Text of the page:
On Inspector General And Office Of Professional Responsibility Report On Politicization At The Department Of Justice

“Today’s report from the Inspector General and the Office of Professional Responsibility about their investigation into improper political influence in the hiring of attorneys for key career positions throughout the Department of Justice provides a close examination of another troubling chapter at the Department.  The policies and attitudes of this administration encouraged politicization of the Department and permitted these excesses.  It is now clear that these politically-rooted actions were widespread, and could not have been done without at least the tacit approval of senior Department officials. 

“The report reveals decisions to reject qualified, experienced applicants to work on counterterrorism issues in favor of a less experienced attorney on the basis of political ideology.  Rather than strengthening our national security, the Department of Justice appears to have bent to the political will of the administration.  Further, the report reveals that the ‘principal source’ for politically vetted candidates considered for important positions as immigration judges was the White House– a clear indication of the untoward political influence of the Bush administration on traditionally non-political appointments.  The report finds that this politicization caused delays in filling immigration judge positions just as the workload and importance of those judges was increasing.  The report documents similar improper politicization in the hiring of career attorneys to crucial positions throughout the Department.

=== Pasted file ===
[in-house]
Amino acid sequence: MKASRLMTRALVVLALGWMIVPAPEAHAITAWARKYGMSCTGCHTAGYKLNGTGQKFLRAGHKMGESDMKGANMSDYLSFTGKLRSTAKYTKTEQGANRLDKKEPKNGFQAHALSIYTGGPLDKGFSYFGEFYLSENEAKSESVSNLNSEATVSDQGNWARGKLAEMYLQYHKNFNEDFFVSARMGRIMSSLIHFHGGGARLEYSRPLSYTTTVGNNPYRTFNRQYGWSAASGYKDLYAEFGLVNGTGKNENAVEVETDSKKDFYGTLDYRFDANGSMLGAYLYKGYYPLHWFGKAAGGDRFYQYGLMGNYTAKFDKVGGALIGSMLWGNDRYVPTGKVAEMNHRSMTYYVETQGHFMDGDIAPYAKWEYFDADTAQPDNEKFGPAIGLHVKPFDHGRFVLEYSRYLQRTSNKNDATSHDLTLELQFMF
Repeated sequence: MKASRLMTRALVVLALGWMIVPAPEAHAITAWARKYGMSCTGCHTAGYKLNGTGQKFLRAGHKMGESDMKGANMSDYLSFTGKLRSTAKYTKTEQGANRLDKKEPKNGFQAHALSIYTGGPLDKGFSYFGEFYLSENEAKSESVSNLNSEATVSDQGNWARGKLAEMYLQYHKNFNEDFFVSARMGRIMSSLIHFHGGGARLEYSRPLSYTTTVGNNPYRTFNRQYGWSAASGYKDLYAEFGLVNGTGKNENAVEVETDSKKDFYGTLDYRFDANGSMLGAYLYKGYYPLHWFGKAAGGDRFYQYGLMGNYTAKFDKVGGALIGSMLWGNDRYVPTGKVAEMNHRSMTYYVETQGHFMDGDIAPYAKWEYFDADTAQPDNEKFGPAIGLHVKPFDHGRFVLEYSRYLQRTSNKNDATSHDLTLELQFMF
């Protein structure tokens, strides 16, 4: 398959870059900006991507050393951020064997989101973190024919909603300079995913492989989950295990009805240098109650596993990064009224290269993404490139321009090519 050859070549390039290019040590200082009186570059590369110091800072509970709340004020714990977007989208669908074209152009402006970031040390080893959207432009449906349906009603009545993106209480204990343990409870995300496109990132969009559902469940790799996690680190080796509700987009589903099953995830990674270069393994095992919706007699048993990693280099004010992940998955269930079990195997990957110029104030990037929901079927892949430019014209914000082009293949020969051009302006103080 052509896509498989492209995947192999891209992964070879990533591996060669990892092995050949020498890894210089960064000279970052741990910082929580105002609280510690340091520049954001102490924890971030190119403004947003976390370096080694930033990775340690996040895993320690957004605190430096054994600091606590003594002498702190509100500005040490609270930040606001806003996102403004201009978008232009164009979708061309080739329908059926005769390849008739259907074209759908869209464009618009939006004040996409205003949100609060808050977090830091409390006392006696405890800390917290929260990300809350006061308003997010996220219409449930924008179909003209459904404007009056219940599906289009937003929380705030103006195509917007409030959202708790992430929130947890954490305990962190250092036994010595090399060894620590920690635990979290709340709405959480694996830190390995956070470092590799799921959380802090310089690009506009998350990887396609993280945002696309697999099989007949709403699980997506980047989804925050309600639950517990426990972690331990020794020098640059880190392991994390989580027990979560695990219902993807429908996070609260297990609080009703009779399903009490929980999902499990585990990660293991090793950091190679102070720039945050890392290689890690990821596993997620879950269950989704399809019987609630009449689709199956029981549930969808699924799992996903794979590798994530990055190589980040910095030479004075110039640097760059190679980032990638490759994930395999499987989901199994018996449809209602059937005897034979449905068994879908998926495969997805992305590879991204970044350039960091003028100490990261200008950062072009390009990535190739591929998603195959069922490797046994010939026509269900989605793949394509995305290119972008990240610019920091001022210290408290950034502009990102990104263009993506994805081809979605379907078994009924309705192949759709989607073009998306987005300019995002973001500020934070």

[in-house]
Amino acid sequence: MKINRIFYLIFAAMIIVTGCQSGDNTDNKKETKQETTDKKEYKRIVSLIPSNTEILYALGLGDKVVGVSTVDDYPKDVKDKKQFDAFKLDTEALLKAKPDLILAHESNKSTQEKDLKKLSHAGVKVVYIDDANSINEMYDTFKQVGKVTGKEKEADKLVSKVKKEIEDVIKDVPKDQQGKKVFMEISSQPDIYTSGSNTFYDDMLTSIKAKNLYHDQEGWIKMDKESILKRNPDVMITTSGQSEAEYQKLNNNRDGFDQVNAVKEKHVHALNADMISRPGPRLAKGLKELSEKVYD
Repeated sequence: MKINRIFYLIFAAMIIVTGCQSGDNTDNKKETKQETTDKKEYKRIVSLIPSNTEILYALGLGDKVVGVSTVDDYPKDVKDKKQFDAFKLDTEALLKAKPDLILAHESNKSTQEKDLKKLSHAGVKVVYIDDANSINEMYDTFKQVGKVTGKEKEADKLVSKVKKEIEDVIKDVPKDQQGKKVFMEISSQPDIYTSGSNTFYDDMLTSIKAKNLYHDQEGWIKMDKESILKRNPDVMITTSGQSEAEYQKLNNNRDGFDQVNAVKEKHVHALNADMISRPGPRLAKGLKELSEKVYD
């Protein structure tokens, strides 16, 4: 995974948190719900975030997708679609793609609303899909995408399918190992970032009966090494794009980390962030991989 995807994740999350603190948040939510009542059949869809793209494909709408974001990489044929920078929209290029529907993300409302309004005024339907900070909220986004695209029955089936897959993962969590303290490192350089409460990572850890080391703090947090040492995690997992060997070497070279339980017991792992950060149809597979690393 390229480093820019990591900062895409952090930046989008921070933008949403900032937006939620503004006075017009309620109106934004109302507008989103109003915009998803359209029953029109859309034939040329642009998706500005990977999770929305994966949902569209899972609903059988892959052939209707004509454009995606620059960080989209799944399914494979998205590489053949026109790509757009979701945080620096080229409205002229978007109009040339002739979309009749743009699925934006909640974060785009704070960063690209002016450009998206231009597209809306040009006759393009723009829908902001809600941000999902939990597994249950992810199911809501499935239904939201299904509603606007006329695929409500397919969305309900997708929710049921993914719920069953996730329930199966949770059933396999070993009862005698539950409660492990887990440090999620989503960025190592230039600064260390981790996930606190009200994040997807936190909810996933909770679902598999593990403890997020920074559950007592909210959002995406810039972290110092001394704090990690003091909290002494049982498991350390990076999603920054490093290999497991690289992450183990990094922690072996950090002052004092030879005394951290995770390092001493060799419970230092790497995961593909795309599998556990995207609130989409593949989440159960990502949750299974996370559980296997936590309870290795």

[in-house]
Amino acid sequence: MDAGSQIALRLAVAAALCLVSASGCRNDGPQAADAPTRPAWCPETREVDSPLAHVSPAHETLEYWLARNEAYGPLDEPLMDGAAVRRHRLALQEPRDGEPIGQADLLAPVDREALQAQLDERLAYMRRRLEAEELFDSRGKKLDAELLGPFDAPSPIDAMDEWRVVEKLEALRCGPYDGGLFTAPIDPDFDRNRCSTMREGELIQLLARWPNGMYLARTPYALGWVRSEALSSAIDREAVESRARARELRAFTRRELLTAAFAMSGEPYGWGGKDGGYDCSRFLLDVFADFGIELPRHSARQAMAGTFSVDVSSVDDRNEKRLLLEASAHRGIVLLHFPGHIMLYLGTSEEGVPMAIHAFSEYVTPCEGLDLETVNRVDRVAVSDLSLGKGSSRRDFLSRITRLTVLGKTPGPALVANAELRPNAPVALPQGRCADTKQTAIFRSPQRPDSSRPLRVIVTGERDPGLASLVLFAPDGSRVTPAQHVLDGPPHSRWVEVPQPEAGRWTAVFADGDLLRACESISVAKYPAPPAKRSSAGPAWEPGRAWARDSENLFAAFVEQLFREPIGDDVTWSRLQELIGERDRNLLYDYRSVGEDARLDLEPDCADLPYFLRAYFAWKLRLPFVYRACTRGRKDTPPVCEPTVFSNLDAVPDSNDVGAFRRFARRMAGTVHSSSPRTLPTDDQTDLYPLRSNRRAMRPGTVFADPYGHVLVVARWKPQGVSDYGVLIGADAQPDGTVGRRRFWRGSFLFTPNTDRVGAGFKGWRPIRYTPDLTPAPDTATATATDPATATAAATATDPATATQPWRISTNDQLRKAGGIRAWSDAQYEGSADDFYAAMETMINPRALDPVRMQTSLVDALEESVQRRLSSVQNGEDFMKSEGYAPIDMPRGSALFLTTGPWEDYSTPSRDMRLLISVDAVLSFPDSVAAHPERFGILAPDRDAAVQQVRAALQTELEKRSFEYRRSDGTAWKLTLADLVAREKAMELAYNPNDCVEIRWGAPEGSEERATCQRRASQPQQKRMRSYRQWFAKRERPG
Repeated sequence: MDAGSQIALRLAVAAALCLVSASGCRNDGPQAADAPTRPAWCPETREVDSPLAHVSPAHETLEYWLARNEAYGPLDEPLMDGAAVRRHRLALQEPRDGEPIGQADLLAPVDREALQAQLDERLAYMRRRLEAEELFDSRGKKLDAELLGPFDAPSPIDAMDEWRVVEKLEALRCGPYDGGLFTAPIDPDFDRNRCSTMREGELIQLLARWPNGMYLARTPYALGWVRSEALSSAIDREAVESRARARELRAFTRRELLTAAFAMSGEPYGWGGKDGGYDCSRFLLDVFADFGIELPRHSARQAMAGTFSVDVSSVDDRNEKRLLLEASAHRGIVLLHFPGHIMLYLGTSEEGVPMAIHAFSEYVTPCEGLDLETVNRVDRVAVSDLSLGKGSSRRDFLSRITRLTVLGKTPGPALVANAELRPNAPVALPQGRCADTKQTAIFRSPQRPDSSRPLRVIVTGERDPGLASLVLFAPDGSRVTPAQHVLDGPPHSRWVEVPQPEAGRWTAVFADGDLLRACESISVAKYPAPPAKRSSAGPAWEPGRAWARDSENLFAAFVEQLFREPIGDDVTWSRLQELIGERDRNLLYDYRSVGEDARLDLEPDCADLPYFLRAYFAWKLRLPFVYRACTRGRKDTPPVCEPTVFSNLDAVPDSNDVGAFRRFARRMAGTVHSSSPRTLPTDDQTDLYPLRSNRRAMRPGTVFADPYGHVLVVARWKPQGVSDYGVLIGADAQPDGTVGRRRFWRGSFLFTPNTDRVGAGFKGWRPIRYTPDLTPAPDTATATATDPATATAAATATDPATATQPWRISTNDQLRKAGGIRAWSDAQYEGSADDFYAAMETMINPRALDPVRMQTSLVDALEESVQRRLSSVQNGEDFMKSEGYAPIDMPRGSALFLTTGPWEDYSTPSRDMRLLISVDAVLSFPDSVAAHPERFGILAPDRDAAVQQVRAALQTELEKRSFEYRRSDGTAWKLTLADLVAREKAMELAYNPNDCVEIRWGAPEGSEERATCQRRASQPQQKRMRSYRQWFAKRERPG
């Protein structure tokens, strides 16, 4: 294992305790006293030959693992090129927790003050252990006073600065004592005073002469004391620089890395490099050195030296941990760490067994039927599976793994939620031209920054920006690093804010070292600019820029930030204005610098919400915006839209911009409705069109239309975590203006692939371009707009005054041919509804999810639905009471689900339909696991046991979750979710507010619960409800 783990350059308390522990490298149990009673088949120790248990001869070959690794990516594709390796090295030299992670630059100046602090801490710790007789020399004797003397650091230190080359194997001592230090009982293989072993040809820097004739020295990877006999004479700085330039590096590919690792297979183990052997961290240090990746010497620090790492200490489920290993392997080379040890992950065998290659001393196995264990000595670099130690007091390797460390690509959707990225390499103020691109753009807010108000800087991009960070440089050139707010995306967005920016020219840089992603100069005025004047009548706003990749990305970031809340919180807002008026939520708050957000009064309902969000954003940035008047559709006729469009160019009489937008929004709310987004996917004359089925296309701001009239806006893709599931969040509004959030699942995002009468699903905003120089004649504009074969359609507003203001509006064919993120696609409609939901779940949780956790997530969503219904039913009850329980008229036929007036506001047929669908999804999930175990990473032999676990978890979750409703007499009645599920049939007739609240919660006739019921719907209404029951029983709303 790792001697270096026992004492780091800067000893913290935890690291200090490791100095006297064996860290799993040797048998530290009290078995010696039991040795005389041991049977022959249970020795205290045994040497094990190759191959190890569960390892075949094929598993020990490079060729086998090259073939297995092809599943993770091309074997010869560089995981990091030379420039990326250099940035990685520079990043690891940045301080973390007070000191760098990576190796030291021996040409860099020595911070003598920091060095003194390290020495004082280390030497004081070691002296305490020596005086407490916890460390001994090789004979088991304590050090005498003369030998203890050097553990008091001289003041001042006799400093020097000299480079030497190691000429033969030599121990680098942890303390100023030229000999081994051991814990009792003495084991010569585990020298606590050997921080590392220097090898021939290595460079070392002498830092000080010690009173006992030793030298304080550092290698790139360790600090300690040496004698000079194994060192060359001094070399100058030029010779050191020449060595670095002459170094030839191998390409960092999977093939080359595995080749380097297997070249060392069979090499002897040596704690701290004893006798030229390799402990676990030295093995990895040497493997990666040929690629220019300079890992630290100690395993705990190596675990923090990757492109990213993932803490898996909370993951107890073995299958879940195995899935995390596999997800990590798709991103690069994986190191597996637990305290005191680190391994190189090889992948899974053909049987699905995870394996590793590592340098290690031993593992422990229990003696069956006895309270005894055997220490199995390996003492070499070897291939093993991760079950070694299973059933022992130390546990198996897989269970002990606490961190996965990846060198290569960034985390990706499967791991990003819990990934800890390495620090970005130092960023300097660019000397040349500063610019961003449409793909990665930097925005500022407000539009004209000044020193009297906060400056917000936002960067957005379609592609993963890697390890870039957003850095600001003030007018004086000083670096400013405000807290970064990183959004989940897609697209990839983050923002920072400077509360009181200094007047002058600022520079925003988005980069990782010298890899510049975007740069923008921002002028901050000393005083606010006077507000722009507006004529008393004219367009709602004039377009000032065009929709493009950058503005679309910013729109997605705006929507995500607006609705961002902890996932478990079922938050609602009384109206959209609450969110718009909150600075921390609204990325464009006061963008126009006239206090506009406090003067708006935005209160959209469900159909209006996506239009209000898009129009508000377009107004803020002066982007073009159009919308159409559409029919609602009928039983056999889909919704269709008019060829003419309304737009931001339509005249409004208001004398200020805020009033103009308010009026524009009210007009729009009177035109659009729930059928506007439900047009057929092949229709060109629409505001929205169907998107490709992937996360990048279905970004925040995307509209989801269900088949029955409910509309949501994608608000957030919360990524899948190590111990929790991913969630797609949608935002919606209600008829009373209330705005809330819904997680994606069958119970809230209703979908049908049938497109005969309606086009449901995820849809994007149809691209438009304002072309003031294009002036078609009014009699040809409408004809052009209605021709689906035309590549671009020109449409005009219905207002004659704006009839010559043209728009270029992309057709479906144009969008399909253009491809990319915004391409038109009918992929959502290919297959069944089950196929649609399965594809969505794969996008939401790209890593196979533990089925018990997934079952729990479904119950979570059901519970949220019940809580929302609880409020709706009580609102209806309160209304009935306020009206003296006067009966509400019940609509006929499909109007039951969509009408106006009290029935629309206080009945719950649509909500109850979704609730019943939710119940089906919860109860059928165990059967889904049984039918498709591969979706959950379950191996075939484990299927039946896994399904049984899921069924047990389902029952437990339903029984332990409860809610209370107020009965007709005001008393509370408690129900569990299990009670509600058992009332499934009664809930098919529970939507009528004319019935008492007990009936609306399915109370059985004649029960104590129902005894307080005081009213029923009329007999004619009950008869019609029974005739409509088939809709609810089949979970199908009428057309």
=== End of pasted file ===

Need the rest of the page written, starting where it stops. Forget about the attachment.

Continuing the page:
“Like some in the administration who would place blame for the actions at Abu Ghraib solely onto the shoulders of a few bad apples, the Attorney General has tried to dismiss the Inspector General’s first report on politicization issued last month as documenting the actions of just a few bad apples.  But it was obvious from that first report, and becomes more so with this second joint IG/OPR report, that the problems of politicization at the Department are rooted deeper than that.  In this report, we once again see that the Bush administration has allowed politics to affect and infect the nation’s chief law enforcement agency’s priorities. 

“I look forward to the Inspector General’s testimony Wednesday before the Judiciary Committee.  His office’s investigation has shone much needed light on hiring decisions made at the Department of Justice in the shadow of the White House.”


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David Carle: 202-224-3693